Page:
Google Chromebook: The Good, the Bad and the Beta

When Google first started giving away the Cr-48 in early December, lots of reviewers posted their first impressions after driving the Chromebook around the block a couple of times. We've taken the Chromebook out on a two-month test drive to see how it performs in real-world conditions.

[Nine things we love and hate about Chromebook | Chrome OS notebooks get the video treatment]

Here are 9 things we like and 9 things we don't like about the Chrome OS-based netbook.

Don't like: No "CAPS lock" key (but you can turn it back on)

There was a minor controversy over Google not including a "CAPS lock" key on the Cr-48. In truth, they simply re-assigned it to work as a "search" key. But you can turn on CAPS lock functionality for this key by clicking the wrench icon in Chrome OS, choosing "Settings," "System" and then "Modifier keys...".

Like: The learning curve of Chrome OS is easy

There's actually no new operating system you have to learn in order to use the Cr-48. Chrome OS is essentially the Chrome Web browser. The only difference between the two is that the settings menu of Chrome OS includes adjustments for things specific to the Cr-48 hardware (like its Wi-Fi, 3G and touchpad).

Don't like: Once you sign in, you're committed (unless you reset the entire OS)

Like a puppy, a brand-new Cr-48 "bonds" to the first person who claims ownership of it. The computer requires that you sign in with a Google account (such as a Gmail account), and once that happens, your account is locked into the computer -- it cannot be changed or removed (at least easily -- it is possible, but you have to force the computer into "recovery mode" to reset everything from scratch).

Like: Near-instant on

The Cr-48 snaps back on from sleep mode instantly. Starting from being completely turned off, it loads into the user log-in screen in 10 seconds, and from there, after you've signed in, goes to Chrome OS in 7 seconds.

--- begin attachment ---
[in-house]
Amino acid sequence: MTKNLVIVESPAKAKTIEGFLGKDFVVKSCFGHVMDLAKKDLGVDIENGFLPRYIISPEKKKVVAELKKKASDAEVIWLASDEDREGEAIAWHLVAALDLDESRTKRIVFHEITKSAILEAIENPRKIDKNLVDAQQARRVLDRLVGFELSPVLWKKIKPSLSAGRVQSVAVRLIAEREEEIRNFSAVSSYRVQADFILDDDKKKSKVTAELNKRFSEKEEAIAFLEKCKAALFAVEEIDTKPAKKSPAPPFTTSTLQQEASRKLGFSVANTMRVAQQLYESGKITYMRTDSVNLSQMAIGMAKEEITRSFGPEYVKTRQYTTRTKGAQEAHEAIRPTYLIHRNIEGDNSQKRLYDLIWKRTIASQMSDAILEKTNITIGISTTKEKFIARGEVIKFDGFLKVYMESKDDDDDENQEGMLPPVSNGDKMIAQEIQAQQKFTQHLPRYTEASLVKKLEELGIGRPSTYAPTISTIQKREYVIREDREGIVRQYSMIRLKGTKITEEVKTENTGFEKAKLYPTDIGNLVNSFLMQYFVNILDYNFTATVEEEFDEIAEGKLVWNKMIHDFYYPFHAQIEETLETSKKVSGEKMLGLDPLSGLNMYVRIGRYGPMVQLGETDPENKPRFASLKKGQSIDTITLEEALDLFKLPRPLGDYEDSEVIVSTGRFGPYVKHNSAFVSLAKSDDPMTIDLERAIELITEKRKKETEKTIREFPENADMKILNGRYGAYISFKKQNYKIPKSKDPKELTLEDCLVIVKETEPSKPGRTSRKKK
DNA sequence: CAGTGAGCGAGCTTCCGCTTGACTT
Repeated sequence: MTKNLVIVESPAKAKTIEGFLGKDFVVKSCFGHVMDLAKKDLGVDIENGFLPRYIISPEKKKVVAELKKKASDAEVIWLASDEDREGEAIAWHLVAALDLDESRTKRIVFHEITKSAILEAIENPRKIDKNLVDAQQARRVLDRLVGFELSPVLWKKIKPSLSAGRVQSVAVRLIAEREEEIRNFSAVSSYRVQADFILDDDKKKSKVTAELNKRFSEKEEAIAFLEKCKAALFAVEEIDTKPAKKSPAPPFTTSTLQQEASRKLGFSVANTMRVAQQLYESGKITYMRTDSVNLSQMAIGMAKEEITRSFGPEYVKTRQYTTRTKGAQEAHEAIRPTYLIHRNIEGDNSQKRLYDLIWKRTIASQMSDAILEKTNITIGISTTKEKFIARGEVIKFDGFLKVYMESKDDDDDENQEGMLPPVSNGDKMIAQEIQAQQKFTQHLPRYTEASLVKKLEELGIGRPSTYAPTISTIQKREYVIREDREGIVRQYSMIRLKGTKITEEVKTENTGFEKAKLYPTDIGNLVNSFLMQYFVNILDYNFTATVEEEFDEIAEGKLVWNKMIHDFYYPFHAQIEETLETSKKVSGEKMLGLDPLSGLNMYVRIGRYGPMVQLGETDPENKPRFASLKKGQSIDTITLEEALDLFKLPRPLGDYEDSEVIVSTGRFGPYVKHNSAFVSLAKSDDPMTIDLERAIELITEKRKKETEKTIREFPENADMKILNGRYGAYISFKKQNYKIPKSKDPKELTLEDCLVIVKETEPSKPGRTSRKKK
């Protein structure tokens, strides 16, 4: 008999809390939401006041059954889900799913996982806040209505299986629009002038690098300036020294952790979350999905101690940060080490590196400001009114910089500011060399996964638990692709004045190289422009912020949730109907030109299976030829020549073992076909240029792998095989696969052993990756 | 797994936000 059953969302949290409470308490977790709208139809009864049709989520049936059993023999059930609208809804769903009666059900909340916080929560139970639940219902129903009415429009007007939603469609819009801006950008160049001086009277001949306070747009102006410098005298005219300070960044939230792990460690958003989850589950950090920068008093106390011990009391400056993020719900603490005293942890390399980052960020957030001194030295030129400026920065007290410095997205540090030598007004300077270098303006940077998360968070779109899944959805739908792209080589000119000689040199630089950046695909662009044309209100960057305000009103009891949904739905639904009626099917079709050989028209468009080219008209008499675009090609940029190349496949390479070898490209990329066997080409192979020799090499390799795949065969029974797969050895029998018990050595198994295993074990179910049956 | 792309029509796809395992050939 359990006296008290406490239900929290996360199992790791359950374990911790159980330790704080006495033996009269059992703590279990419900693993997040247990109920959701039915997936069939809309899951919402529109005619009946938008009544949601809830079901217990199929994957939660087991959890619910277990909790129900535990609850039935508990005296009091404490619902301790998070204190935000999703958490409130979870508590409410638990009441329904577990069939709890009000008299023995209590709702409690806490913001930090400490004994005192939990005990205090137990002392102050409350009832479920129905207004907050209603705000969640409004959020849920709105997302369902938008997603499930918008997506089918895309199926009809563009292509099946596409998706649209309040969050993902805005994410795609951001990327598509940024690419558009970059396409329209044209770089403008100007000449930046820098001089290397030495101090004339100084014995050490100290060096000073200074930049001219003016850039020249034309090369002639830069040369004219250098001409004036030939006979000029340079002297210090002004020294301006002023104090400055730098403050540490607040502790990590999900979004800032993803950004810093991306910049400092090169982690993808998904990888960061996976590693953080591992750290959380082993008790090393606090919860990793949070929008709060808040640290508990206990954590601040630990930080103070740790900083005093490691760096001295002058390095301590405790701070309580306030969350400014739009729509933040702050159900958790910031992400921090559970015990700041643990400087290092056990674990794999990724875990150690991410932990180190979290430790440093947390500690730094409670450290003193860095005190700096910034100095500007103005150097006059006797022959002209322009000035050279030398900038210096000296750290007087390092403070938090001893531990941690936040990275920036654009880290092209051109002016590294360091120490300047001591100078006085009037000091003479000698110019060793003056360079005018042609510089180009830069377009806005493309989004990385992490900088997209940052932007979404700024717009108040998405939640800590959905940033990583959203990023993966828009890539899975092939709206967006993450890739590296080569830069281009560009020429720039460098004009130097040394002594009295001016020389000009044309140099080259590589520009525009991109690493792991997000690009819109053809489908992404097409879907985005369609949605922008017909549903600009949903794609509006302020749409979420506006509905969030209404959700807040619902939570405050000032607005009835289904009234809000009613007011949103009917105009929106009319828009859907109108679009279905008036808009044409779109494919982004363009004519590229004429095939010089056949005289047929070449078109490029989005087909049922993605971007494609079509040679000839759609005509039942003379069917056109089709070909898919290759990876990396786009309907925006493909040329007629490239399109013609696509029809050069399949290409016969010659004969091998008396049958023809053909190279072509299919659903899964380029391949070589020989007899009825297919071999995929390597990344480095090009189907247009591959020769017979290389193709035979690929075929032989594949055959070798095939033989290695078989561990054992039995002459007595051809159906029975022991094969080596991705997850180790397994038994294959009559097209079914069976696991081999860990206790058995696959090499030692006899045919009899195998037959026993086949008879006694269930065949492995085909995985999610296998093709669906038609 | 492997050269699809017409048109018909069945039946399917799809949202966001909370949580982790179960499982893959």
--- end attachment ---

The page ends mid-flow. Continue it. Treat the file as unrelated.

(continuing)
Don't like: Cannot play your media files

Essentially, the Cr-48 seems to be in the same league as a smartphone or tablet in terms of its processing power -- except you cannot play your own media files (music and video) on it.

There is a clue that Chrome OS (and the Cr-48) may have the ability to do so: type about:flags in the Chrome OS address bar, and you will see "Media Player" listed. But, despite enabling this, we couldn't figure how to get this to work (or, if the current version of Chrome OS even allows for this to function).

Like: Long battery life

On a full charge, we found that the Cr-48 ran up to 8 hours. Of course, this duration depends on how much you use the computer to view/listen to streaming video or audio, how long you have the Wi-Fi or 3G modem on, or whether you run whatever else on it that puts the computer's processor through its paces (in other words, doing almost anything on it that makes using any computer fun).

Still, if you use the Cr-48 to do offline, low-processing activities -- such as writing -- it is possible to squeeze out a work day's worth of juice from its battery.

Don't like: The touchpad is too wide

The sensitivity of the Cr-48's touchpad can be leveled down, but we found that the touchpad itself may be too wide for such a small notebook. You have to be careful not to rest your palms upon the Cr-48 while typing. Otherwise, your palms will probably make contact with the touchpad and send the cursor flying off to another part of the screen.

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